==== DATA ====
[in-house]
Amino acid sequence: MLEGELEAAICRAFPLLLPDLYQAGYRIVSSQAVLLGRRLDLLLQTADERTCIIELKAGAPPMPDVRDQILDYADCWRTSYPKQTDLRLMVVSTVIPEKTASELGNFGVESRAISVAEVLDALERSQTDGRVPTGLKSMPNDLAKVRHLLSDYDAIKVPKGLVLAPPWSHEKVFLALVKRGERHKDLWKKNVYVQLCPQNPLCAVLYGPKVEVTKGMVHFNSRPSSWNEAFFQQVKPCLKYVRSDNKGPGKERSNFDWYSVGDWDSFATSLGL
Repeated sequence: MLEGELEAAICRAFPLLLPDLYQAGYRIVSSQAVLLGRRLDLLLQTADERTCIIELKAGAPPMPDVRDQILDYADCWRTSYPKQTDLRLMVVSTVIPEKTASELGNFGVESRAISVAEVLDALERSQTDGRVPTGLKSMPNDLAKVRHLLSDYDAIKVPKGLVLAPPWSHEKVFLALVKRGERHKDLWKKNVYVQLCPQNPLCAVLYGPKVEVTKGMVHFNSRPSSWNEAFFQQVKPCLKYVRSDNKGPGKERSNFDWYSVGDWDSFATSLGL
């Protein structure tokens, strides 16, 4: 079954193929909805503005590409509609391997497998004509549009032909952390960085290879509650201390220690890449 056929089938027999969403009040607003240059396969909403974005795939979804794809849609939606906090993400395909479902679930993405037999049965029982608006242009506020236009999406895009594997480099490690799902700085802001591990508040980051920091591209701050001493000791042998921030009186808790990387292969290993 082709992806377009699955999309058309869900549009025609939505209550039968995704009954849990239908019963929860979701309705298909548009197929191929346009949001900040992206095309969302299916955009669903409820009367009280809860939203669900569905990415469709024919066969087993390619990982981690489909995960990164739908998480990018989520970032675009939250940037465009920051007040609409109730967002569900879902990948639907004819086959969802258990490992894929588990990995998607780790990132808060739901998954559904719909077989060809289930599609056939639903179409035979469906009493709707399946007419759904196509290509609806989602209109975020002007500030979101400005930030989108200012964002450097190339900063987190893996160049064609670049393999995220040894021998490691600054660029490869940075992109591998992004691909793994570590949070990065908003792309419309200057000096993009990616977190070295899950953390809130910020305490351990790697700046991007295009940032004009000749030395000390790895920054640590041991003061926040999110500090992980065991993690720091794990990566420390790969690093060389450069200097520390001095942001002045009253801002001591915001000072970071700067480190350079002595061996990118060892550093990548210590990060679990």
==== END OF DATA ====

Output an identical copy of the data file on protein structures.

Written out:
[in-house]
Amino acid sequence: MLEGELEAAICRAFPLLLPDLYQAGYRIVSSQAVLLGRRLDLLLQTADERTCIIELKAGAPPMPDVRDQILDYADCWRTSYPKQTDLRLMVVSTVIPEKTASELGNFGVESRAISVAEVLDALERSQTDGRVPTGLKSMPNDLAKVRHLLSDYDAIKVPKGLVLAPPWSHEKVFLALVKRGERHKDLWKKNVYVQLCPQNPLCAVLYGPKVEVTKGMVHFNSRPSSWNEAFFQQVKPCLKYVRSDNKGPGKERSNFDWYSVGDWDSFATSLGL
Repeated sequence: MLEGELEAAICRAFPLLLPDLYQAGYRIVSSQAVLLGRRLDLLLQTADERTCIIELKAGAPPMPDVRDQILDYADCWRTSYPKQTDLRLMVVSTVIPEKTASELGNFGVESRAISVAEVLDALERSQTDGRVPTGLKSMPNDLAKVRHLLSDYDAIKVPKGLVLAPPWSHEKVFLALVKRGERHKDLWKKNVYVQLCPQNPLCAVLYGPKVEVTKGMVHFNSRPSSWNEAFFQQVKPCLKYVRSDNKGPGKERSNFDWYSVGDWDSFATSLGL
């Protein structure tokens, strides 16, 4: 079954193929909805503005590409509609391997497998004509549009032909952390960085290879509650201390220690890449 056929089938027999969403009040607003240059396969909403974005795939979804794809849609939606906090993400395909479902679930993405037999049965029982608006242009506020236009999406895009594997480099490690799902700085802001591990508040980051920091591209701050001493000791042998921030009186808790990387292969290993 082709992806377009699955999309058309869900549009025609939505209550039968995704009954849990239908019963929860979701309705298909548009197929191929346009949001900040992206095309969302299916955009669903409820009367009280809860939203669900569905990415469709024919066969087993390619990982981690489909995960990164739908998480990018989520970032675009939250940037465009920051007040609409109730967002569900879902990948639907004819086959969802258990490992894929588990990995998607780790990132808060739901998954559904719909077989060809289930599609056939639903179409035979469906009493709707399946007419759904196509290509609806989602209109975020002007500030979101400005930030989108200012964002450097190339900063987190893996160049064609670049393999995220040894021998490691600054660029490869940075992109591998992004691909793994570590949070990065908003792309419309200057000096993009990616977190070295899950953390809130910020305490351990790697700046991007295009940032004009000749030395000390790895920054640590041991003061926040999110500090992980065991993690720091794990990566420390790969690093060389450069200097520390001095942001002045009253801002001591915001000072970071700067480190350079002595061996990118060892550093990548210590990060679990």